This book is unlike any other breastfeeding book I've read. It is primarily a visual guide to breastfeeding, rather than a textual guide with the occasional picture or illustration. Laura Keegan's photographs are stunning in their beauty, detail, and ability to capture the essence of proper positioning and latch. There is at least one full-size photograph at every page turn. The book's text supplements and clarifies the photographs, often with a very poetic quality.
A main theme interwoven throughout the book is that women in our culture have been imprinted with bottlefeeding behaviors, and this affects how they hold their newborn babies and how they bring them to the breast. Unless we have had extensive exposure to breastfeeding, we unconsciously hold babies in a manner appropriate for bottlefeeding: cradled deep in the crook of our elbow, body and head facing upwards. When brought to the breast in this position, babies (and their mothers) often experience difficulty attaining a deep, comfortable latch, which affects milk supply, brings pain to the mother, and frustrates both parties. Keegan's book illustrates the postures and positioning, done unconsciously by women in breastfeeding cultures, that facilitate proper positioning and a painless latch. She comments about her book:
You will learn ways of holding your baby and bringing your baby to the breast that are imprinted early in life in women in other societies where breastfeeding is the norm. The steps are simple but may take a little time to learn because women automatically hold their babies and their breasts in ways that work for bottle-feeding since that is what most of us have imprinted in our minds.For example, Keegan points out how the natural shape of our unclothed breasts facilitates comfortable and effective nursing. Our cultural norms of what breasts should look like, especially breasts contained in bras, can mask the function of a breast's normal shape:
It is interesting to note that when most women look down at their unclothed breasts, the nipples point outward, instead of straight ahead. We unconsciously push our breasts to the center of our bodies to make our nipples point straight ahead as they do in bras. We don't want to push our breasts in this way when we breastfeed.Breastfeeding with Comfort and Joy focuses on the basics of positioning and latch that solve or prevent most breastfeeding difficulties. She writes:
The natural position of the nipple pointing outward allows for the nipple to point to the roof of the baby's mouth when bringing the baby to the breast. Indeed, nature has an ingenious design to ensure painless, efficient feeding at the breast, when holding the baby in a way that is not affected by bottle-feeding imprinting.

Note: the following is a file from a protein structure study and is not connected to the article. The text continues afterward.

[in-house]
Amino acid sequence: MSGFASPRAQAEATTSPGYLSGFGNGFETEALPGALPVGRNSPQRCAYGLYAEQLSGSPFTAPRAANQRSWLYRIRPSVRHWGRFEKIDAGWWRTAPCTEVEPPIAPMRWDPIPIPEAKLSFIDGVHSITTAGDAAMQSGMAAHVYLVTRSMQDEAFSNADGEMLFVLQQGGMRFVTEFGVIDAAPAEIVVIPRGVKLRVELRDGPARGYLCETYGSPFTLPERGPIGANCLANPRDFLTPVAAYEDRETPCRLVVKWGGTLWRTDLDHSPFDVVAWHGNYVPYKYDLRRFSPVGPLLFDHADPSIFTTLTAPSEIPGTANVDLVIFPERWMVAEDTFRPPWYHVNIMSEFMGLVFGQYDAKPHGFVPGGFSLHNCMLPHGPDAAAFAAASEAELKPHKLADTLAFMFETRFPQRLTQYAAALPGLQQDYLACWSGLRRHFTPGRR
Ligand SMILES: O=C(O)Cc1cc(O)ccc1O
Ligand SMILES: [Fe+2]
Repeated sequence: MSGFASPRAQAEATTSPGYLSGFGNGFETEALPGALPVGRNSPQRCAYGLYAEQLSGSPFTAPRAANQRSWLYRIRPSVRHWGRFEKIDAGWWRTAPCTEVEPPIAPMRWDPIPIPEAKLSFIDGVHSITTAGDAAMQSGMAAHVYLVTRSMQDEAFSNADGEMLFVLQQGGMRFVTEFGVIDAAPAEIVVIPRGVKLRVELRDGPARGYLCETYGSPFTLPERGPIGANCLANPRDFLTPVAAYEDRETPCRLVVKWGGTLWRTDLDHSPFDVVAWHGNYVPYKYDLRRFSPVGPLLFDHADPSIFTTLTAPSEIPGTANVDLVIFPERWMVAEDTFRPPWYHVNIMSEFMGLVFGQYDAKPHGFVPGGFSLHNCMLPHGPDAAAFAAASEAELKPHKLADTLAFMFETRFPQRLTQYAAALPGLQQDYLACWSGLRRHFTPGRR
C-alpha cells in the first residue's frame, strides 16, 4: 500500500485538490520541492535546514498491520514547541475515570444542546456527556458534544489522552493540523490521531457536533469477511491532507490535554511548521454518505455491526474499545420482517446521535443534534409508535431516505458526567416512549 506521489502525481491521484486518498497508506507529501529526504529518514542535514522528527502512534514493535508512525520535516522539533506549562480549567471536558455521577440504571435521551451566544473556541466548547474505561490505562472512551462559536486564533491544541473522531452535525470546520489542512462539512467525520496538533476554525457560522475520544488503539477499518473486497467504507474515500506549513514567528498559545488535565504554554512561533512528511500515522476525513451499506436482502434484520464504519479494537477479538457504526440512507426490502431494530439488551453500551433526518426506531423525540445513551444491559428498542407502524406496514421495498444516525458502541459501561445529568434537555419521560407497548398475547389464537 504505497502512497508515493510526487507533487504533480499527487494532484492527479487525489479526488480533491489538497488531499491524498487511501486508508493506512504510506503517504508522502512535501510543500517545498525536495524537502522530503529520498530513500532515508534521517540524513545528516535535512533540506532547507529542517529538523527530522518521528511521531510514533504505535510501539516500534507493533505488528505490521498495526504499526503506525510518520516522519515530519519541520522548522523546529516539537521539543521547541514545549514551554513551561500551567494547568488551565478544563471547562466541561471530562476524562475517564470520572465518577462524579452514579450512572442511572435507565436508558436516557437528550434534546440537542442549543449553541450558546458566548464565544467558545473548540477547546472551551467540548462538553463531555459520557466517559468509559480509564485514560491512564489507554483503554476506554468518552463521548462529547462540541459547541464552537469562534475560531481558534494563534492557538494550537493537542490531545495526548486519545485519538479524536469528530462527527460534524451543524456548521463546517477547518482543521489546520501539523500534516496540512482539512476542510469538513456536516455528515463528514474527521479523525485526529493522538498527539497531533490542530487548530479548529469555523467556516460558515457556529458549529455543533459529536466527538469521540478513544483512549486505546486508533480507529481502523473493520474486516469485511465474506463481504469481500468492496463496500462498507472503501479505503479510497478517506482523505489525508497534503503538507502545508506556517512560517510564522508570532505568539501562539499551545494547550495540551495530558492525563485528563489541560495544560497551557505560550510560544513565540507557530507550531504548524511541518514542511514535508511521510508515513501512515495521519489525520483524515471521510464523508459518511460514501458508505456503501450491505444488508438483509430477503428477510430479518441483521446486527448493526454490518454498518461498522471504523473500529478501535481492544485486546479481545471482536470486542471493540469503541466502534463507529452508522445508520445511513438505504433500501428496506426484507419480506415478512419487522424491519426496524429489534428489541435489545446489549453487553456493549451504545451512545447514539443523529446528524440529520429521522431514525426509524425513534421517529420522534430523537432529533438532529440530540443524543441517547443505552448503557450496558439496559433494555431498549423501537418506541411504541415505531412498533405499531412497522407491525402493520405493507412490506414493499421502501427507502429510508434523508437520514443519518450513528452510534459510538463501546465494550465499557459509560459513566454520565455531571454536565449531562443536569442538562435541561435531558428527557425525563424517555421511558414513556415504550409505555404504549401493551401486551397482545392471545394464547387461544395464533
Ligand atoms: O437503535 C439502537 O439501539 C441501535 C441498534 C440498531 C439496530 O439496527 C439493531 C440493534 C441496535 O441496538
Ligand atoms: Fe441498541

There are usually simple reasons for the problems mothers have encountered that lead to varying difficulties, such as sore nipples, babies fussy at the breast, sleepy babies, frequent feeds, babies not being satisfied, and colic. The purpose of this book is to emphasize certain key points that provide for an enjoyable breastfeeding experience for both mother and baby.Although there is much less written text than in most of the other breastfeeding books I have read, Breastfeeding in Comfort and Joy covers a remarkable range of information, from achieving a proper latch to nursing twins and working with sleepy or premature babies. Keegan accomplishes this by relying on photographs to communicate the bulk of her message, while the text clarifies and emphasizes the photographs' key points. This certainly makes sense with how many of us learn--it is much easier to understand what a proper asymmetrical latch looks like by seeing multiple pictures of it, rather than just reading about it.
The book is wider than it is tall, so it stays open easily--a plus for moms who are holding one or more nursing babies! The pages are all high-quality glossy paper with either color or black-and-white photographs.
I highly recommend Laura Keegan's book. It would make a vital addition to a nursing mother's personal collection, as well as to hospital maternity wards, NICUs, pediatrician/OB/midwife/family physician offices, and public libraries. If you are involved with a birth- or breastfeeding-related organization, you may also place a bulk order for a reduced price. In addition to buying a copy for yourself or a pregnant friend or family member, I suggest you contact your public library and request that they order a copy. I did this yesterday; it only took 30 seconds to fill out a purchase request slip at the circulation desk.
Breastfeeding with Comfort and Joy is available for sale only at www.TheBreastfeedingBook.com. You can read testimonials and book reviews on that website, as well as view excerpts from the book. Laura Keegan has also created a blog with more information about and reviews of her book.